IDA Ireland report shows Brexit has created more than 4,500 jobs in Ireland

3 Jan 2019

Cliffs of Moher, Ireland. Image: © Voyagerix/

IDA Ireland has unveiled its results for 2018, highlighting the effects of Brexit on the Irish economy.

IDA Ireland and Minister for Business, Enterprise and Innovation Heather Humphreys, TD, have today announced that employment levels in IDA client companies have reached 229,057.

IDA Ireland’s performance has exceeded Government targets contained in its strategy for 2015 to 2019.

From regional growth to the effects of Brexit, the report outlines the agency response to changing global trends. Notably, 58pc of employment in IDA companies was outside of Dublin in 2018, which is the highest number of people employed by IDA clients in the history of the organisation.

Brexit benefits

A substantial number of Brexit-related investments were also secured in 2018, with 55 firms approved for investment, bringing with them more than 4,500 associated jobs. This strategy is likely to be continued by the IDA and Government, showing Ireland as a stable investment climate in an increasingly chaotic wider environment.

Firms such as Morgan Stanley, Bank of America Merrill Lynch and Barclays are among those that declared a new or expanded presence for Ireland in 2018, as the Brexit fallout continues to accumulate.

Humphreys said: “The IDA’s record results for 2018 underline how strongly Ireland continues to perform when it comes to attracting FDI.”

FDI gains in 2018

Humphreys emphasised the progress made in areas outside of Ireland’s main cities, with every region seeing employment gains in the last year. She added: “Our ongoing efforts to grow and sustain FDI here are complemented by other actions we are taking to improve the capacity and resilience of enterprise in Ireland.”

CEO of IDA Ireland, Martin Shanahan, said: “FDI continues to drive the economy with strong employment growth at 7pc, compared to [the] national average of 3pc in 2018. FDI exports experienced growth of 10pc and an increase of 8pc in the amount spent in the Irish economy on payroll, materials and services – this now stands at over €19.2bn.”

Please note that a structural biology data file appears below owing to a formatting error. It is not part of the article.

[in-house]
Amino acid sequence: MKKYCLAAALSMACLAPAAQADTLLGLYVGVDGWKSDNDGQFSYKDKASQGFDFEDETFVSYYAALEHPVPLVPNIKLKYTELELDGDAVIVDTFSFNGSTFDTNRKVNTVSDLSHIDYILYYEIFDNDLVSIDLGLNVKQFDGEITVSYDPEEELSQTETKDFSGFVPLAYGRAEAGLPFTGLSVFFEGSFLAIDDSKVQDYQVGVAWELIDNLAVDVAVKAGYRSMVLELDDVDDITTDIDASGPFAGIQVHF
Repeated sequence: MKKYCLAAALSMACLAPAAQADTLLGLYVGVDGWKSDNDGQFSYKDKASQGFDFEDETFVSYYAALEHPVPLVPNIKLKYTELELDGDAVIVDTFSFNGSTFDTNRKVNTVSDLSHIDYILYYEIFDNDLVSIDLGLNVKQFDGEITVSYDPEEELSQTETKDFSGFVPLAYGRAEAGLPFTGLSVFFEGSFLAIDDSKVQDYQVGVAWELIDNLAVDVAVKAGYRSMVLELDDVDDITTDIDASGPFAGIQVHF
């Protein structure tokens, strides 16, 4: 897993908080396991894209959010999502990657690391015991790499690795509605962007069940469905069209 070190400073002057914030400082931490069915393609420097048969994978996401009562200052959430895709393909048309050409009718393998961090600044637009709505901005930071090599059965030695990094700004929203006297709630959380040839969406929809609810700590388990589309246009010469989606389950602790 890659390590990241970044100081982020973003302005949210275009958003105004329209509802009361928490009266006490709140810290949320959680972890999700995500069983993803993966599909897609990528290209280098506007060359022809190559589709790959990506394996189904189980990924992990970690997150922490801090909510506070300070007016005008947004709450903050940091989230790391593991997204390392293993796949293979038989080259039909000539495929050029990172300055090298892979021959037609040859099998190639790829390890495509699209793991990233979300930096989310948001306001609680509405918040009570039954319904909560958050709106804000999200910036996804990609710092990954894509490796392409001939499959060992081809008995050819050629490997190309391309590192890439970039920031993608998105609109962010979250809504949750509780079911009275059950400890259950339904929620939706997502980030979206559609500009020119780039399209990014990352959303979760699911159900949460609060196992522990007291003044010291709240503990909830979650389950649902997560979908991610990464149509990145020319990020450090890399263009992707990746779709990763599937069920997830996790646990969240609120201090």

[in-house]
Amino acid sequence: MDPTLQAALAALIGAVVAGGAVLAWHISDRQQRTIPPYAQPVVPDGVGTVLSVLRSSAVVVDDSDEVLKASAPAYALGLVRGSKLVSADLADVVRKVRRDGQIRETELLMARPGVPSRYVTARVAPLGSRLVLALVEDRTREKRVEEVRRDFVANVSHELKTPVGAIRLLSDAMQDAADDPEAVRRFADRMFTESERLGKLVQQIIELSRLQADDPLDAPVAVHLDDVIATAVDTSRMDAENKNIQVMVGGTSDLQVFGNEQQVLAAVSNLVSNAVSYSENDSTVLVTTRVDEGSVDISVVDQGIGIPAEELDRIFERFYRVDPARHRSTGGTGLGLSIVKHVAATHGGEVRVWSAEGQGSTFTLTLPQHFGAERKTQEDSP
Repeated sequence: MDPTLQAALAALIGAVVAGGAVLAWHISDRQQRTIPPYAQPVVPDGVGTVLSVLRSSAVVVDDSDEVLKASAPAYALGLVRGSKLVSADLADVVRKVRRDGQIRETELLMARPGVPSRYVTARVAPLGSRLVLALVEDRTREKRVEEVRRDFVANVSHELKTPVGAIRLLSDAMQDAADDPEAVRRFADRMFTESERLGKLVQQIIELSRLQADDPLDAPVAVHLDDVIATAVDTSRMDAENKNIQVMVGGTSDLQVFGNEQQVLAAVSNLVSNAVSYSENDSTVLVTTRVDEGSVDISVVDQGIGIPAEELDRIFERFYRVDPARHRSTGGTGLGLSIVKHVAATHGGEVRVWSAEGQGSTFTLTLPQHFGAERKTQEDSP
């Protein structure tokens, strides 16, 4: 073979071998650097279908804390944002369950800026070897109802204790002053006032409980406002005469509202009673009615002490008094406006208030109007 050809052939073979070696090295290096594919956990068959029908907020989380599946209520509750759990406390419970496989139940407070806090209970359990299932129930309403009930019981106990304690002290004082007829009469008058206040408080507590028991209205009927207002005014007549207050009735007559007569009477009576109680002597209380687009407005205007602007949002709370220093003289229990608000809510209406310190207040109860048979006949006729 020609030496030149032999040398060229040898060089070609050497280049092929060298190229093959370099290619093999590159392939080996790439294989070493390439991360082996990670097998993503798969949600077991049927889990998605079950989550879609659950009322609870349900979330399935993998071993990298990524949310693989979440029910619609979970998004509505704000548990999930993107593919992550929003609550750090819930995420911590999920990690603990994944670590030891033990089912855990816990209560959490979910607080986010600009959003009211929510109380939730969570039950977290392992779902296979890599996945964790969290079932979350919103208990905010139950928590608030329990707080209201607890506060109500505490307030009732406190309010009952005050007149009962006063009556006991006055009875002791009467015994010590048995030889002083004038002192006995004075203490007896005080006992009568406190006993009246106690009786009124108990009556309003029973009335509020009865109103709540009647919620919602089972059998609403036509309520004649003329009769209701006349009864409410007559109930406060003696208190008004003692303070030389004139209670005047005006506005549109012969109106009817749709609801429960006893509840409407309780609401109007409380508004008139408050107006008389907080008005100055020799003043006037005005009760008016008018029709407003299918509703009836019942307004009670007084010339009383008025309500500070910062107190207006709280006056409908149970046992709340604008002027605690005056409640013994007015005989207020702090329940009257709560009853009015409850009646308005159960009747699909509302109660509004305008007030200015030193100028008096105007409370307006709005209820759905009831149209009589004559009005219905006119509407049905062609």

He added that IDA client companies account for an estimated two-thirds of corporation tax in Ireland.

In 2018, total jobs at IDA client firms stood at 229,057, compared to 210,443 at the end of 2017. Job gains in 2018 stood at 22,785, up from 19,851 in 2017.

Risks remain

Shanahan added that while the report is to be celebrated, there are still significant risks facing Ireland in the future. “Ireland is a small, open-trading economy, and increased nationalism and protectionism [are] likely to have an impact on future FDI figures.

“10 years on from the financial crisis, the global economy continues to grow at a steady pace but the OECD says global GDP growth has peaked and is slowing on the back of weaker trade growth and less-supportive monetary and fiscal policies.”

He added that housing, skills, infrastructural investment, educational investment and income tax levels at the higher marginal rate were all issues encountered by IDA client firms.

Shanahan concluded that new technologies must be embraced by companies in order to maintain an edge. “Ireland must also prepare for a scenario where technology, artificial intelligence, machine learning and robotics play an increased part in our working lives.”

Ellen Tannam was a journalist with Silicon Republic, covering all manner of business and tech subjects